A Stroud teenager who was spending a gap year in New Zealand as a trainee gamekeeper tragically lost his life when he crashed his car with a high level of alcohol in his blood, a Gloucester inquest heard last week.
Under New Zealand law, 18-year-old Jack Roberts from Miserden, near Stroud, should not have been drinking at all before driving.
The country has a zero alcohol limit for drivers under 19 but Jack was found to have a level of 174 mgs in his blood – almost three times the national limit for older drivers.
In the UK the limit is 80mgs.
Jack was working at Craigmore Station in Maungati, a large farm in the Canterbury having flown out to New Zealand in November 2017.
The inquest was told that Jack was friends with fellow Brit, Mr Campion, who also worked there.
At 2am on February 18, 2018 a group of night hunters found the wreckage of the Subaru station wagon in a paddock off the side of the road.
They reported that one man (Harry Campion) who was on the ground was unconscious but still breathing while Jack, who was unresponsive, was still strapped in the driver’s seat upside down.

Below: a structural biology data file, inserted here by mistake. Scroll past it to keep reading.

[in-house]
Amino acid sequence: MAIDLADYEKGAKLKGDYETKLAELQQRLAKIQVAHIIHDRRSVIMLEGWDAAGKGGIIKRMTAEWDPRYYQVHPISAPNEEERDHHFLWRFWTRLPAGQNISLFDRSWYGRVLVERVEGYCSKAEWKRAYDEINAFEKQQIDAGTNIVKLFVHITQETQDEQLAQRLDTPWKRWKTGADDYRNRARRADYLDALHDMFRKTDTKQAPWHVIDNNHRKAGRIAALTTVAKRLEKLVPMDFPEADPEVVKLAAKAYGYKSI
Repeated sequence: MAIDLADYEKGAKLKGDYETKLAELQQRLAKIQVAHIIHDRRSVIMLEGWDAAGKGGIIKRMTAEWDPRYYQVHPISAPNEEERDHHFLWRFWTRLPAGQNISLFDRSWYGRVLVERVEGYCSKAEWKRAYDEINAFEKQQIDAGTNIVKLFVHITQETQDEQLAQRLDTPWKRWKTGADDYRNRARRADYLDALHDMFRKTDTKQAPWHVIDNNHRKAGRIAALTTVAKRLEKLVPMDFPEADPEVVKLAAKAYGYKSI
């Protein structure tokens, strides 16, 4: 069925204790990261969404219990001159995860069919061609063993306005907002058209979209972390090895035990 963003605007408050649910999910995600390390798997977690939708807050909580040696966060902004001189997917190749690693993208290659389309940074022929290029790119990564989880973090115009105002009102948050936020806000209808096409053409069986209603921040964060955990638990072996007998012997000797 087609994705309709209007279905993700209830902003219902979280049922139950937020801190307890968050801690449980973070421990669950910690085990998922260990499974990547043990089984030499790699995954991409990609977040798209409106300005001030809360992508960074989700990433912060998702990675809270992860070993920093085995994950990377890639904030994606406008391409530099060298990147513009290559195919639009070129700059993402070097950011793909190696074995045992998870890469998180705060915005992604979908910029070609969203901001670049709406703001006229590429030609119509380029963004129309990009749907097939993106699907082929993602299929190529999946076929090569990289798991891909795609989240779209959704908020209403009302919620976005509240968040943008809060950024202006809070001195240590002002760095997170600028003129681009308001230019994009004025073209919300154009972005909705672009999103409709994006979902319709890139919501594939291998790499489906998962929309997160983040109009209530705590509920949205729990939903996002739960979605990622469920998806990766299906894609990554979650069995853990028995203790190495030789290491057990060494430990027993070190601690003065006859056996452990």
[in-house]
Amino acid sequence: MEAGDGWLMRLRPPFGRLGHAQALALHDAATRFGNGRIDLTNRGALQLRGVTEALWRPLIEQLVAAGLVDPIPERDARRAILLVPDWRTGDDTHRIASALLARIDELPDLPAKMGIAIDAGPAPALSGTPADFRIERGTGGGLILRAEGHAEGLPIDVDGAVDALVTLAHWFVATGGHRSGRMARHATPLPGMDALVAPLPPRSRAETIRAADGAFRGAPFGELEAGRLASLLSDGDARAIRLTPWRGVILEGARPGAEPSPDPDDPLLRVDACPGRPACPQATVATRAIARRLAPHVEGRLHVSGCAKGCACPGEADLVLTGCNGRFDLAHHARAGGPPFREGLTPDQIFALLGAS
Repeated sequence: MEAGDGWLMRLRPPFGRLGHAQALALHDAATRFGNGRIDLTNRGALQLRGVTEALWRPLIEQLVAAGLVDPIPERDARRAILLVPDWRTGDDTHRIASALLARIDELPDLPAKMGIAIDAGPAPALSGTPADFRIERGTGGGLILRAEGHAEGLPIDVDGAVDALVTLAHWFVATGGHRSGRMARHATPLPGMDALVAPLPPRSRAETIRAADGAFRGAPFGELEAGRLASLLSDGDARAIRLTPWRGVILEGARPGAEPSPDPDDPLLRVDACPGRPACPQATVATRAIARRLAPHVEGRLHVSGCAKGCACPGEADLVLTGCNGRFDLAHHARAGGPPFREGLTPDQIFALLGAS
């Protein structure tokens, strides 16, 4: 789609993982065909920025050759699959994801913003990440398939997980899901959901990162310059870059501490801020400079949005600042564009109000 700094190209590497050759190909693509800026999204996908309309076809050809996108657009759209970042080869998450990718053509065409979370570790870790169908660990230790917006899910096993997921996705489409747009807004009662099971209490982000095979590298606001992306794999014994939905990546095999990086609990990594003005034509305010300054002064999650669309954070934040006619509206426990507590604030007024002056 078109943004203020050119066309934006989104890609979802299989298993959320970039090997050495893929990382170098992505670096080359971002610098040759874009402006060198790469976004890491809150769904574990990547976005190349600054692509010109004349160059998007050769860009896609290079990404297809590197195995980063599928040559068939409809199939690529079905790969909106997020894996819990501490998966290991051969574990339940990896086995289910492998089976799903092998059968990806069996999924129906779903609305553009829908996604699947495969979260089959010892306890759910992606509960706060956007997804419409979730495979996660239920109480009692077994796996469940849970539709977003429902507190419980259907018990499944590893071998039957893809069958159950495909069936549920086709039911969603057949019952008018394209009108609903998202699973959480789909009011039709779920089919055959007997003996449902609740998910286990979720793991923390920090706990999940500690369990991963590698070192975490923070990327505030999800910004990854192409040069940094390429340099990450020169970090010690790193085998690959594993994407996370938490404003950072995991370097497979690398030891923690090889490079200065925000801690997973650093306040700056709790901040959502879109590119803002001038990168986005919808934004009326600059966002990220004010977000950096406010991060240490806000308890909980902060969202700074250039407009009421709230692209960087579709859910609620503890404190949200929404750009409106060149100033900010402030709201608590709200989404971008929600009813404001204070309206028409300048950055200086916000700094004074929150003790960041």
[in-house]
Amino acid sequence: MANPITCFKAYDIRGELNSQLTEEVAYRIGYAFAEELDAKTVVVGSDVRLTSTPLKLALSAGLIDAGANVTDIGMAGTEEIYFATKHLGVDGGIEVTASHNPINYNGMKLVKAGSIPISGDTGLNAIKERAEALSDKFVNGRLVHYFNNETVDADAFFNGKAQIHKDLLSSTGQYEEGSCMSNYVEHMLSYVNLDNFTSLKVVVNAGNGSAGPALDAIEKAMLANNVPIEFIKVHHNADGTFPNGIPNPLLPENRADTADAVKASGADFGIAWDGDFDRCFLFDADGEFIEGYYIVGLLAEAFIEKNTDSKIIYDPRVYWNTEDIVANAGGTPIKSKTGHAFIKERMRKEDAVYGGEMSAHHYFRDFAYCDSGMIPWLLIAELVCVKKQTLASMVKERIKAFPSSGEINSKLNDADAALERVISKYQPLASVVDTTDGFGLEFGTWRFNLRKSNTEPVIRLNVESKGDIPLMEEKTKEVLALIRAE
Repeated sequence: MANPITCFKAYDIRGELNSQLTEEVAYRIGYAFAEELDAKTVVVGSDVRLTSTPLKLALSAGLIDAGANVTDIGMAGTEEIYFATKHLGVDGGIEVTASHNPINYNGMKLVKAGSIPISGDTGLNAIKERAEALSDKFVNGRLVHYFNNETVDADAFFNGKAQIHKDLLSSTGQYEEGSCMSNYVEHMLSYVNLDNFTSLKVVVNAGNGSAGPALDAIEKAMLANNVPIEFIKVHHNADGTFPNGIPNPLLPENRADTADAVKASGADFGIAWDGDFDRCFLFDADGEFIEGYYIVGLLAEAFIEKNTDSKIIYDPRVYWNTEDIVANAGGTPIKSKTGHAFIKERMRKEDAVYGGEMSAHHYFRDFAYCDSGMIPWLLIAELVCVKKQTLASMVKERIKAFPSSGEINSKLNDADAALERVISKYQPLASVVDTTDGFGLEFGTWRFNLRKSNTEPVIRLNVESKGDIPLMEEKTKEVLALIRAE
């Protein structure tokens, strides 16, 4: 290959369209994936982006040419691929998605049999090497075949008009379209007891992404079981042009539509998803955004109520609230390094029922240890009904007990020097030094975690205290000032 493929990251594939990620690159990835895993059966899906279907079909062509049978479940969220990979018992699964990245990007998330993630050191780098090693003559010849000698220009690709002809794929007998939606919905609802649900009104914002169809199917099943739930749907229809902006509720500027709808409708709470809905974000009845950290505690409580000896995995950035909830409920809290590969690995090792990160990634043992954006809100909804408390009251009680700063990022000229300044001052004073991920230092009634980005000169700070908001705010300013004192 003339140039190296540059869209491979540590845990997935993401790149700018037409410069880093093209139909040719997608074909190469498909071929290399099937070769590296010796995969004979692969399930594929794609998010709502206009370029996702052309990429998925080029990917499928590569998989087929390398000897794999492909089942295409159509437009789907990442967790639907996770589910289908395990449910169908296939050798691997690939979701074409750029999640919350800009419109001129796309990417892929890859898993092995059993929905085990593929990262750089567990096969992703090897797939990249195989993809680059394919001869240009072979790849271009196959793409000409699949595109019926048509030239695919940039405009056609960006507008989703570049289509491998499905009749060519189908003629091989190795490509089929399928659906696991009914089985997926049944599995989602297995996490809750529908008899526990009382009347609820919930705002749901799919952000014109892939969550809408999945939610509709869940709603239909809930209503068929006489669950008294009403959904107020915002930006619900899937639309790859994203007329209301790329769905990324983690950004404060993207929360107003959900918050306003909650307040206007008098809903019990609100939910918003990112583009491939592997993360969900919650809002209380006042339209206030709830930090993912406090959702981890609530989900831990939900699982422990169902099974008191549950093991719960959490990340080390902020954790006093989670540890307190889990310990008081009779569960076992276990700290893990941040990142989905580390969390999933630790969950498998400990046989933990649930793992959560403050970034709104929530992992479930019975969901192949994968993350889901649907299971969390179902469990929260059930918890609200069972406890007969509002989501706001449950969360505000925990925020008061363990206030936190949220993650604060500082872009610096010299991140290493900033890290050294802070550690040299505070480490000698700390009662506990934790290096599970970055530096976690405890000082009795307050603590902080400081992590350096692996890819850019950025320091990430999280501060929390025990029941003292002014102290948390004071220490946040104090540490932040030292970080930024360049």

The emergency services pronounced Jack dead at the scene, while his companion Mr Campion was taken to hospital.
In his statement Mr Campion recalled that Jack had brought some beer and two bottles of spirits with him to a party on the night of the incident.
At about 11pm, Mr Campion recalled, the host offered to drive him and Jack back home because they had been drinking, but they decided instead they would stay in a caravan on the property.
He told the police his next memory was waking up in hospital.
Mr Campion did not remember giving his friend the keys to his Subaru.
However Jack did drive which led to the crash that happened on a winding section of Pareora Gorge Road with the police believing that the Subaru was travelling at an estimated 138kmh (86mph) before braking.
Collision investigator Sergeant Price concluded that alcohol and excessive speed were contributory factors in Jack’s death.